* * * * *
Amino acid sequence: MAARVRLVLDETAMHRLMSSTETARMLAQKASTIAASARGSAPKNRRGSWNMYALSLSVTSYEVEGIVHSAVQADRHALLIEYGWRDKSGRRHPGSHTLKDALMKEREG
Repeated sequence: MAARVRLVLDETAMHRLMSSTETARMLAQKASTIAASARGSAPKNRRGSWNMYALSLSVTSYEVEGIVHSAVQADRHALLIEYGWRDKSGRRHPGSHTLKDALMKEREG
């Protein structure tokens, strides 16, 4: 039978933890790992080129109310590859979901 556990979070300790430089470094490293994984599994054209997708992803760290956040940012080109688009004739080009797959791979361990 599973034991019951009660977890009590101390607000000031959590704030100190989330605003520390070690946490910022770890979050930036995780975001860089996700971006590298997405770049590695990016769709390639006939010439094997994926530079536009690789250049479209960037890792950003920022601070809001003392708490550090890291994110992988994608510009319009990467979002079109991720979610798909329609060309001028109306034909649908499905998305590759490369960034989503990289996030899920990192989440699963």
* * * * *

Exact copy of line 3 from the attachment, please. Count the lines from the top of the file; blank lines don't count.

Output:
């Protein structure tokens, strides 16, 4: 039978933890790992080129109310590859979901 556990979070300790430089470094490293994984599994054209997708992803760290956040940012080109688009004739080009797959791979361990 599973034991019951009660977890009590101390607000000031959590704030100190989330605003520390070690946490910022770890979050930036995780975001860089996700971006590298997405770049590695990016769709390639006939010439094997994926530079536009690789250049479209960037890792950003920022601070809001003392708490550090890291994110992988994608510009319009990467979002079109991720979610798909329609060309001028109306034909649908499905998305590759490369960034989503990289996030899920990192989440699963």